San Jose’s Naomi Girma providing steady presence for shaky USWNT at Women’s World Cup

So far, the United States women’s national team’s performance at the 2023 Women’s World Cup has been frustrating and underwhelming.

However, as the offense struggles to score and the midfield struggles to keep possession of the ball, one player has proven to be crucial, anchoring the American’s solid defensive performance: San Jose native Naomi Girma.

Girma has been instrumental in the United States allowing only one goal in three games in New Zealand, using her intelligence and quickness to anticipate opponents’ movements and cut off opportunities before they became dangerous.

Those who follow the women’s game closely will notice that Girma, 23, is on a clear path.

“Naomi Girma is going to be the best center back in the world,” Fox’s lead analyst at the Women’s World Cup, Aly Wagner, predicted before the tournament. “I believe her potential is limitless.”

For a long time, that potential has been building. Girma, the son of Ethiopian immigrants, was born in San Jose and attended Pioneer High School before receiving a scholarship to Stanford.

Girma was named captain as a sophomore, Pac-12 Defender of the Year in 2019, and helped lead her team to the national championship that year, which the Cardinal won at PayPal Park in her hometown.

The following year, challenges arose: competitive sports were halted due to the coronavirus pandemic, and Girma tore her ACL during a training session in October 2020. Girma recently wrote in The Players’ Tribune about the difficulties she faced while rehabilitating during the pandemic and how teammate Katie Meyer encouraged her to persevere through physical therapy.

The push was successful. She was named Pac-12 Defender of the Year in 2021, scoring four goals, and was selected first overall by the expansion club San Diego Wave in the 2022 National Women’s Soccer League Draft.

Girma won NWSL Rookie of the Year and Defender of the Year in her first full professional season, finishing in the top five of NWSL MVP voting and helping the Wave reach the playoffs in their inaugural season.

She quickly rose through the ranks of the national team, making her debut against Uzbekistan on April 12, 2022. Since then, she has been in head coach Vlatko Andonovski’s starting lineup for nearly every major match.

“She reads the game so well and understands the game so well that it seems like she’s always one step ahead of the game,” Andonovski said before the tournament. “That allows her to be successful in her actions.”

Her significance increased when the Americans’ long-time center back mainstay, Becky Sauerbrunn, was ruled out of the World Cup due to injury. Girma has been paired with Santa Clara alum Julie Ertz throughout the group stage, despite the fact that Ertz is a midfielder.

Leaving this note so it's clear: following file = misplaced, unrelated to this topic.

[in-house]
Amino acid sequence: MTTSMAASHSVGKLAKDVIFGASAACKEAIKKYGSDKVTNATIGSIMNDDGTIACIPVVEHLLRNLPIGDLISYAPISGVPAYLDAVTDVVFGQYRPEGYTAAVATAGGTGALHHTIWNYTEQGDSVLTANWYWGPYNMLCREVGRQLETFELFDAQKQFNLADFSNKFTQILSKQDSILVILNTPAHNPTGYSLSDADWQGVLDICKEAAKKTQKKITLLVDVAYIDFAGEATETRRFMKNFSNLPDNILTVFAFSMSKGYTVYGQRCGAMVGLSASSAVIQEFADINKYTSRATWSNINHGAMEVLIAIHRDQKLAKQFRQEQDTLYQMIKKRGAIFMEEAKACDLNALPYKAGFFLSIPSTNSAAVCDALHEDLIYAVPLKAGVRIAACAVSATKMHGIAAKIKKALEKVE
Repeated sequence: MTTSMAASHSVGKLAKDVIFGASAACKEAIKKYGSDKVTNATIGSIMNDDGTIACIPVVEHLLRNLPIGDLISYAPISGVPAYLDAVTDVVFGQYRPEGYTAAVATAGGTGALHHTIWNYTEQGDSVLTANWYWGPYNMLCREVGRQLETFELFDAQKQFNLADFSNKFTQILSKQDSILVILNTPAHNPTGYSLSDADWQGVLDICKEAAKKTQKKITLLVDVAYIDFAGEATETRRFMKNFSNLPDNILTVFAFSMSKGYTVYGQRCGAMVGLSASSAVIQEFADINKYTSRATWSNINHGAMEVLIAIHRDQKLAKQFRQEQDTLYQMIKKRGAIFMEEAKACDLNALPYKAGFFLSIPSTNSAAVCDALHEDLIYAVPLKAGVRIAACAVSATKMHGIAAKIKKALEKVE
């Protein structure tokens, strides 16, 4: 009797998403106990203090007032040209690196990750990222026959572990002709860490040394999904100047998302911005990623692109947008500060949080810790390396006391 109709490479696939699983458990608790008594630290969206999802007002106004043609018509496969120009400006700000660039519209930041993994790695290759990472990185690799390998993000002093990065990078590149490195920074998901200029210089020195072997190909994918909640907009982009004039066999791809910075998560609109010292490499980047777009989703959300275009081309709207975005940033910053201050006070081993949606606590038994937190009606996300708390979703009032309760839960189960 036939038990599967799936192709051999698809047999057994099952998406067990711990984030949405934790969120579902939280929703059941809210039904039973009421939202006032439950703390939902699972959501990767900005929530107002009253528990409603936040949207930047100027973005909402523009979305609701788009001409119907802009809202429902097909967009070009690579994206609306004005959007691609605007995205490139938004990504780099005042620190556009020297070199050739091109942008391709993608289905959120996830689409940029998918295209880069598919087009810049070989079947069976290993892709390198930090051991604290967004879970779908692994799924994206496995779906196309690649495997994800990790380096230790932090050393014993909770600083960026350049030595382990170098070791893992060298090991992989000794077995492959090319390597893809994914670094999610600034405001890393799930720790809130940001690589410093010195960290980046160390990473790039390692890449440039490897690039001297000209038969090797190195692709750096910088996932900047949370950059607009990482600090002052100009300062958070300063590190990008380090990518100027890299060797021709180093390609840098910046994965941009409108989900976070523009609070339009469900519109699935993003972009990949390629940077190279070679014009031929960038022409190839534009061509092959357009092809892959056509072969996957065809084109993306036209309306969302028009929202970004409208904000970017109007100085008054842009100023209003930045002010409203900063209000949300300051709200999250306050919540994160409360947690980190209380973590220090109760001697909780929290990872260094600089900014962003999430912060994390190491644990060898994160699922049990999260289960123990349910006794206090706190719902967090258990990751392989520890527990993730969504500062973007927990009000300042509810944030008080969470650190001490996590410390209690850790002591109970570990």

Sophia Smith has known Girma for many years, first on youth national teams and then at Stanford. Girma’s rise is less surprising to Smith, who considers Girma to be her best friend, as they begin the World Cup together.

“I’m glad to see people finally recognizing what I believe many of us have known her entire career,” Smith said. “I think Naomi is amazing, and I think she’s only going to continue to grow, get better, and be a leader, and I can’t wait to watch her do that.”

Girma’s club coach in San Diego, according to Fox’s lead play-by-play commentator and longtime women’s soccer broadcaster J.P. Dellacamera, has aided her development.

“At that position, Casey Stoney played at the highest level for England.” “There is no doubt in my mind that she has been extremely helpful to Girma,” Dellacamera stated. “I think that’s helped, as has the fact that she’s been a regular for club and country for two years now, so her confidence is high.”

Aside from her confidence, Girma’s presence on the back line is something that Wagner admires. When things go wrong in San Diego or the United States, Girma is there to make things right.

“She has the physical tools, but at such a young age, she’s already one of the most mature and calm players on the field,” Wagner explained. “I just think her maturity, her ability to read the game and make the right decision at the right time, is really impressive for someone her age.”

It’s undoubtedly something that will make her a superstar for years to come — and has already earned her a three-year maximum salary extension with the Wave, ruling her out of Wagner’s Bay FC’s potential options once they can begin acquiring players.

Girma’s future is secure because of the work she has already done, but she is primarily concerned with the present.

“The past year has been fantastic, but it’s all been building up to this summer,” Girma said. “I think now all eyes are on New Zealand and Australia and how they perform at the World Cup.”

She has accomplished this during the group stage.

And she’ll need to keep performing if the USWNT is to win its third World Cup in a row.

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